Aidar (2013) Effects of aquatic exercise on depression and anxiety in ischemic stroke subjects

Background: Stroke ranks third and is the leading cause of permanent disability in western countries. Furthermore there are no treatments for the psychosocial effects of this pathology. Purpose: Analyse the effect of an aquatic exercise program in depression and trace and state anxiety in subjects who suffered an ischemic stroke.

Methods: Two groups were analyzed: experimental group (EG) n = 15, 50.3 ± 9.1 years; control group (CG) n = 13, 52.5 ± 7.7 years. EG underwent a 12-week aquatic exercise program. Both groups were evaluated in pre and post- treatment using Beck Depression Inventory (BDI) and Trace State Anxiety Inventory (IDATE). Wilcox on signed-rank and Mann-Whitney tests were used to compare moments and groups, respectively.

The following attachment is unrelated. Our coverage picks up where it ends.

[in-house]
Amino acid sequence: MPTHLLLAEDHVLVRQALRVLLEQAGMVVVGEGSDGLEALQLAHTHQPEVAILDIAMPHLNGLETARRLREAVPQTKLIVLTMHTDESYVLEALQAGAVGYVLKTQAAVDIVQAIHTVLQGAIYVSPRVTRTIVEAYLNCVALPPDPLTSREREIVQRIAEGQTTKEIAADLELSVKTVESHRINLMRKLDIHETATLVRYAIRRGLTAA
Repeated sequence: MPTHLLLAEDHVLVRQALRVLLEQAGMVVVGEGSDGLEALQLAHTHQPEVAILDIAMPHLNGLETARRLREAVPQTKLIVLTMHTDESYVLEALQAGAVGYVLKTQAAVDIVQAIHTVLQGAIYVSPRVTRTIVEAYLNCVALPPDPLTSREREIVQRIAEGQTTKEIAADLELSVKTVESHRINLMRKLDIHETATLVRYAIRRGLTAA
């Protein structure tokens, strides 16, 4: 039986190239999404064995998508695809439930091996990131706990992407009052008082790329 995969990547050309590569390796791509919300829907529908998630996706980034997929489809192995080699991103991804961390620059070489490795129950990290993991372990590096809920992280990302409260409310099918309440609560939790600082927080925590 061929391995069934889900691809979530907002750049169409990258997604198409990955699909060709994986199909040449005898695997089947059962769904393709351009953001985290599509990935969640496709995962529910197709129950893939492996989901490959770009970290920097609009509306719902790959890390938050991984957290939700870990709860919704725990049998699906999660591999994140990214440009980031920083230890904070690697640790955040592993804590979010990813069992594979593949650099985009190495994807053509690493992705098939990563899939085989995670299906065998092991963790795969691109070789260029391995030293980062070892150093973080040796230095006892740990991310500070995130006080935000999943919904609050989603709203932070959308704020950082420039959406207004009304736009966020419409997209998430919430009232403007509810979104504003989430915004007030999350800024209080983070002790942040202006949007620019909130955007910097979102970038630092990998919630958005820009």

Results: The BDI scores of aquatic activities were: pre-treatment, 17.4 ± 7.7 and 16.9 ± 8.6 for the EG and CG, respectively; post-treat- ment, 13.2 + 7.1 and 16.4 + 7.9 for the EG and CG, respectively. The IDATE scores for anxiety trace in strength training were: pre-treatment, 43.2 + 12.5 and 42.9 + 12.2 for the EG and CG, respectively; post-treatment, 39.7 + 7.1 and 42.6 + 12.1 for the EG and CG, respectively. The IDATE scores for anxiety state in strength training were: pre-treatment, 46.9 + 7.6 and 47.4 + 8.1 for the EG and CG, respectively; post-treatment, 44.4 + 7.9 and 47.5 + 8.0 for the EG and CG, respectively. Significant differences were found in pre and post-treatment values in the EG and between groups in the depression and trace and state anxiety levels in post-treatment (p < 0.05).

Conclusions: Aquatic physical activity contributes to an improvement of the levels of depression and anxiety in people who suffered a stroke.

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